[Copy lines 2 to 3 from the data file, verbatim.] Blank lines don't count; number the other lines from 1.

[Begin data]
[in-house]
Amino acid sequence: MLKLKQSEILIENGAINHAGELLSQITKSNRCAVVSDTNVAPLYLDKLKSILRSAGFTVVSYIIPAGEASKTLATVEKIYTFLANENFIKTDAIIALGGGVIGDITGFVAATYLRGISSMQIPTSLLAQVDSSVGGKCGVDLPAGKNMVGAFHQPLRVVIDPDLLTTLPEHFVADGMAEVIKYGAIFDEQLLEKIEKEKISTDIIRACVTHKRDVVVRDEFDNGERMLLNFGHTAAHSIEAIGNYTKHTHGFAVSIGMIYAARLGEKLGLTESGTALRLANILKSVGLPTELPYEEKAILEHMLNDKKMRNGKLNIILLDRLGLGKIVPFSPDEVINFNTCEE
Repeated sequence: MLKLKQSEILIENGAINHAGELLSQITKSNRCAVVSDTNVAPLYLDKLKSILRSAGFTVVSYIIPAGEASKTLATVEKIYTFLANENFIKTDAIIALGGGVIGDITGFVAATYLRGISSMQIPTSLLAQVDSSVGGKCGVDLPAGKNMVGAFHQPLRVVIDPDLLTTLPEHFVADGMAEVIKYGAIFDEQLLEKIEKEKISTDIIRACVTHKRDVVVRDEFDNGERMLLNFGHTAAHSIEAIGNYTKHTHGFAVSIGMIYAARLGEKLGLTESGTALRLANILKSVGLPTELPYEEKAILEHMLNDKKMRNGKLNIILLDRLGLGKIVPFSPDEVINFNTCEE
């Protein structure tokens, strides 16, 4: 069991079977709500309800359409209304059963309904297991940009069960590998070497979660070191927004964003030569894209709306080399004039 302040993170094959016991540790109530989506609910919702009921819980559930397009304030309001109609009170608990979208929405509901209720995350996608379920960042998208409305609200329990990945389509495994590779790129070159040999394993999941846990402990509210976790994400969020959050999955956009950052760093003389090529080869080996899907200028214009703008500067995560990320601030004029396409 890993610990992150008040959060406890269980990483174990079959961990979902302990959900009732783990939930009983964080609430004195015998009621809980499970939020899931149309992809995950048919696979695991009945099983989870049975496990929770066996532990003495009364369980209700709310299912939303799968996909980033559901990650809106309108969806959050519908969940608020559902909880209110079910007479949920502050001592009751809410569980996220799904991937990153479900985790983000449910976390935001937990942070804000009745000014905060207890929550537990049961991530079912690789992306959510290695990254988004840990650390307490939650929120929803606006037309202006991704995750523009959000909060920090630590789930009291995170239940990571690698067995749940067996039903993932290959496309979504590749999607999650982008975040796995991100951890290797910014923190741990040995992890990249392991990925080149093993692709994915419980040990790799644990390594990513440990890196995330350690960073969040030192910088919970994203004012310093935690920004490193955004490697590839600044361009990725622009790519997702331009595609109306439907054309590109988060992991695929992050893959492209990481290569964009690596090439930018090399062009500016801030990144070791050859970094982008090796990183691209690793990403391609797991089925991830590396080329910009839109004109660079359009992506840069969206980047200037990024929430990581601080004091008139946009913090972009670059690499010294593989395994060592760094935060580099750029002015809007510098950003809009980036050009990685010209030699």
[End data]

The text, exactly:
Amino acid sequence: MLKLKQSEILIENGAINHAGELLSQITKSNRCAVVSDTNVAPLYLDKLKSILRSAGFTVVSYIIPAGEASKTLATVEKIYTFLANENFIKTDAIIALGGGVIGDITGFVAATYLRGISSMQIPTSLLAQVDSSVGGKCGVDLPAGKNMVGAFHQPLRVVIDPDLLTTLPEHFVADGMAEVIKYGAIFDEQLLEKIEKEKISTDIIRACVTHKRDVVVRDEFDNGERMLLNFGHTAAHSIEAIGNYTKHTHGFAVSIGMIYAARLGEKLGLTESGTALRLANILKSVGLPTELPYEEKAILEHMLNDKKMRNGKLNIILLDRLGLGKIVPFSPDEVINFNTCEE
Repeated sequence: MLKLKQSEILIENGAINHAGELLSQITKSNRCAVVSDTNVAPLYLDKLKSILRSAGFTVVSYIIPAGEASKTLATVEKIYTFLANENFIKTDAIIALGGGVIGDITGFVAATYLRGISSMQIPTSLLAQVDSSVGGKCGVDLPAGKNMVGAFHQPLRVVIDPDLLTTLPEHFVADGMAEVIKYGAIFDEQLLEKIEKEKISTDIIRACVTHKRDVVVRDEFDNGERMLLNFGHTAAHSIEAIGNYTKHTHGFAVSIGMIYAARLGEKLGLTESGTALRLANILKSVGLPTELPYEEKAILEHMLNDKKMRNGKLNIILLDRLGLGKIVPFSPDEVINFNTCEE